Paul Debreczeny. Social Functions of Literature: Alexander Pushkin and Russian Culture. Stanford: Stanford UP, 1997. 282 pages. Tables. Illustrations. Appendices. Bibliography. Index. ISBN 0804726620. Hardback.
The first time I went to Russia, many years ago when I was an undergraduate, I remember being amazed at the sight of little children walking the cold, snowy February streets carrying cut flowers—and being even more amazed at the news that these children were headed to the local Pushkin monument to commemorate the great poet’s death.
In his study Social Functions of Literature, Paul Debreczeny does a number of things, and does them well. Among his desires is to calibrate the true meaning of Pushkin for those Soviet schoolchildren, for their parents and grandparents, and for their ancestors under the tsarist regime. This impressive work becomes, in its way, a summing up of a lifetime of studying Pushkin, literature, and society, and not merely Russian society. Debreczeny brings to bear in this volume methodologies and approaches gleaned from Russian and American scholarship in myriad arenas—psychology, semiotics, social history and anthropology, among others, in addition to traditional literary analysis. His readings of Pushkin’s poetry are a welcome and perceptive supplement to the main content of the work—a reading of Russian society and of the relationship between society and its literary tastes. Debreczeny’s book is a tour de force of Pushkinistika, humanistic scholarship, and the study of the interaction of Culture and culture.
This conference was co-sponsored by the Departments of Germanic and Slavic Languages and Literatures and Comparative Literature. Devoted to the two-hundredth anniversary of the birth of Russia’s national poet Alexander Pushkin, it focused on global aspects of Pushkin’s legacy, such… Read More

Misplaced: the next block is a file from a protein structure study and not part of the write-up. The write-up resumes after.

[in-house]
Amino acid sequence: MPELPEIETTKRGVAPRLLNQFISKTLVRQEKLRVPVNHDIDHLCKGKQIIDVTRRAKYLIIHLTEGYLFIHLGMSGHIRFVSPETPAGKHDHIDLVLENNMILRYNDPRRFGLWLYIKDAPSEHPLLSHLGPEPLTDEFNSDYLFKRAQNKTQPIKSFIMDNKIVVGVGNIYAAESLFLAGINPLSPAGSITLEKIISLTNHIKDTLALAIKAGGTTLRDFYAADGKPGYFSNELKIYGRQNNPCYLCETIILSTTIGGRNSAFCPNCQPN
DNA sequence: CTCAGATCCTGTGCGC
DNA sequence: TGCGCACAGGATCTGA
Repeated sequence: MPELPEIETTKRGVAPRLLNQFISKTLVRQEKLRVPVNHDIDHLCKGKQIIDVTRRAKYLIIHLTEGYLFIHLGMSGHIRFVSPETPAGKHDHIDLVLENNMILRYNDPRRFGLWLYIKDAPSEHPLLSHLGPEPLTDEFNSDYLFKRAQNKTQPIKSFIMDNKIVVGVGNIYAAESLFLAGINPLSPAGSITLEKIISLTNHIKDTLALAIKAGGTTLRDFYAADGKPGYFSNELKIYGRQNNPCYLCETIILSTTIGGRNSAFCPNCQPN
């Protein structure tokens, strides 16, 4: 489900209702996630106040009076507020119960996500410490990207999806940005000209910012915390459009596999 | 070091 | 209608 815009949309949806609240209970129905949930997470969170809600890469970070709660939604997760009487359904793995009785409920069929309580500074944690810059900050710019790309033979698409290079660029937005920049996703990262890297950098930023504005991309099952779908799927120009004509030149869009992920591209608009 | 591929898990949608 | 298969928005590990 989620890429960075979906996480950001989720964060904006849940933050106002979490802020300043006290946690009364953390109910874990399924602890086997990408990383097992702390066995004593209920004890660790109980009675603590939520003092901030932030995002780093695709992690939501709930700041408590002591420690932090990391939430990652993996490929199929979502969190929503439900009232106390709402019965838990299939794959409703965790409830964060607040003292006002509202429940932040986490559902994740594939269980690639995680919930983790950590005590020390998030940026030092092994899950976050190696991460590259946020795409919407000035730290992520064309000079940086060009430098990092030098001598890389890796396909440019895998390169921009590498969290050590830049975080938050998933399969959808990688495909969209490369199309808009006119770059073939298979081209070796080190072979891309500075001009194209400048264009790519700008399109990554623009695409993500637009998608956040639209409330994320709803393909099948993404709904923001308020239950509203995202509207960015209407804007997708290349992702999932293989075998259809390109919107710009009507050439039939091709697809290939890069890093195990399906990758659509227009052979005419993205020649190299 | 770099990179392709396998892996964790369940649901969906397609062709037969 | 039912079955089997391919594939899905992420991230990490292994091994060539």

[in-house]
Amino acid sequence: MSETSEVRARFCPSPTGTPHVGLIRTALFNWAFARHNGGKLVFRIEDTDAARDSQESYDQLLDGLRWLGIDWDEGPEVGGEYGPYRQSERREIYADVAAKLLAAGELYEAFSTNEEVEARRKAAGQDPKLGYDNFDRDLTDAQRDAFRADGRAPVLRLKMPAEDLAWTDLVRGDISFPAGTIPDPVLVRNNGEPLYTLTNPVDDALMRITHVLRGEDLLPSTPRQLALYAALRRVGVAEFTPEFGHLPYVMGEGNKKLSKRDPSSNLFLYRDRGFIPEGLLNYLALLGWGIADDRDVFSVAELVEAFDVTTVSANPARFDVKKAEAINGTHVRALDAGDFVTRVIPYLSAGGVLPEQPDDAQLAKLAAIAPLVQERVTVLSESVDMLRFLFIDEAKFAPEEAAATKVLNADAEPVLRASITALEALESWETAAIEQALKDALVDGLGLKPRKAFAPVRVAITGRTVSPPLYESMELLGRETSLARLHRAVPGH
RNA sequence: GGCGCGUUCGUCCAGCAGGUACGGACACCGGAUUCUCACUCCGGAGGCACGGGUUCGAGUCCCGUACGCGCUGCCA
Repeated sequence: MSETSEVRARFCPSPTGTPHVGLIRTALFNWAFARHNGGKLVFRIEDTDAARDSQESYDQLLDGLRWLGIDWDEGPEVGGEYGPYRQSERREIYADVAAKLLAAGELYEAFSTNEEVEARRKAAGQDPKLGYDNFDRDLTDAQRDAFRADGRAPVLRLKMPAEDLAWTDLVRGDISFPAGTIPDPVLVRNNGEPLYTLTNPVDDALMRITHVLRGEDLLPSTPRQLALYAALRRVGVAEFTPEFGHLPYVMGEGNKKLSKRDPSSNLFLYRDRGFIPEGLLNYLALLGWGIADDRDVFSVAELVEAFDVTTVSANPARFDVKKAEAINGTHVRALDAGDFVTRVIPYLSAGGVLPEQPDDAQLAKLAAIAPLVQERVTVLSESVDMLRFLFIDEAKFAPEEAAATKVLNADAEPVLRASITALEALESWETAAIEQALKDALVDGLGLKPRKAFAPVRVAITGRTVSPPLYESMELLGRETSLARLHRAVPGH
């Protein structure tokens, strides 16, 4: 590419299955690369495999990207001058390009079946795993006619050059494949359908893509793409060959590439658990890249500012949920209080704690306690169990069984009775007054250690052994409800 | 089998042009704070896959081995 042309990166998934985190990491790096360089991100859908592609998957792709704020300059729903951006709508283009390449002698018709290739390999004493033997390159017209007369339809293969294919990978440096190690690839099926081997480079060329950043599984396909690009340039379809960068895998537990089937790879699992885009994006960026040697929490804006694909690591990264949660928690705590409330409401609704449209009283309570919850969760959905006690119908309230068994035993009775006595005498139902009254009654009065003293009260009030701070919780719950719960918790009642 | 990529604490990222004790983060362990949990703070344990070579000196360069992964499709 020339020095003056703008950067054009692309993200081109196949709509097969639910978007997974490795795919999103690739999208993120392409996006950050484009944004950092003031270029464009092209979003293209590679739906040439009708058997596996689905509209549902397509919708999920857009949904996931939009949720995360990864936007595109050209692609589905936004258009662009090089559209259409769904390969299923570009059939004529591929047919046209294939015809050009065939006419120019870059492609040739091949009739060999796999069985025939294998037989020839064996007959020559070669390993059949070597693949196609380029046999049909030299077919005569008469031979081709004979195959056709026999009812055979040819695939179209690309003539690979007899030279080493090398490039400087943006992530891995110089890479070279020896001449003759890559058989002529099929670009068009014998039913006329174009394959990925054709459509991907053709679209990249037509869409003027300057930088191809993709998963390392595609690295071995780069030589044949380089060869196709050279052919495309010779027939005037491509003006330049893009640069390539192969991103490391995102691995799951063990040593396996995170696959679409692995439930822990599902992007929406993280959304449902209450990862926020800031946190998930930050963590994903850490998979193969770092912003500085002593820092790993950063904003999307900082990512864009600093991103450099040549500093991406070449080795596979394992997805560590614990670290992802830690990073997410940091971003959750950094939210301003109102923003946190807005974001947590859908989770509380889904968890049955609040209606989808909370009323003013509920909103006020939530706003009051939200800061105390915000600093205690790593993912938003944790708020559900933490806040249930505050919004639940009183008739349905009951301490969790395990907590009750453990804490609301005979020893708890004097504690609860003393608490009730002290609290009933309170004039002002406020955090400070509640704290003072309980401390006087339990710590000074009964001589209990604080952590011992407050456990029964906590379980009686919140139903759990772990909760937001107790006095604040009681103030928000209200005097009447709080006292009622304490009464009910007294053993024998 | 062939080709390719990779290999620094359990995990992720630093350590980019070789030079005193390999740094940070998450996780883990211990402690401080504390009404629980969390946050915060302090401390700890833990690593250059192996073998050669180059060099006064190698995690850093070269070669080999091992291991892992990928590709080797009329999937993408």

В.С. Непомнящий, ред. «Моцарт и Салиери», трагедия Пушкина. Движения во времени 1840е-1990е. Москва: Наследие, 1997. стр. 935. ISBN: 5201132758. В преплете.… Read More
Commentators have repeatedly characterized Pushkin's masterpiece as an exhaustive compendium: "an encyclopedia of Russian life" (Belinsky), "an encyclopedia of Russian folklore" (Grechina), "an… Read More
This fall, from September 24 to September 30, there was a conference at Mikhailovskoe on Pushkin and Shakespeare. It was sponsored by St. Petersburg University and the group Piligrim.
The conference announcement suggested various intriguing panel titles, including: “History in… Read More
The Pushkin Club was established in 1953 by Maria Kullman and her brother and sister-in-law, Nicholas and Militsa Zernov, at 24 Kensington Park Gardes as a non-profit-making house for students and academics of all nationalities. In addition to providing lodgings,… Read More
During a visit to Russia, Mark Sconce and his wife Nancy Bounds heard so much about Pushkin’s life and were so impressed by performances of is works that on their return home they decided to arrange a program commemorating the… Read More
The bibliography includes monographs and articles published either in journals or as chapters of collected essays or individual works. A broad cultural approach was taken, hence the inclusion of Pushkin's works as they relate to music. Also, a… Read More
In this volume, Sona Hoisington has gathered together and carefully translated critical essays written by prominent critics… Read More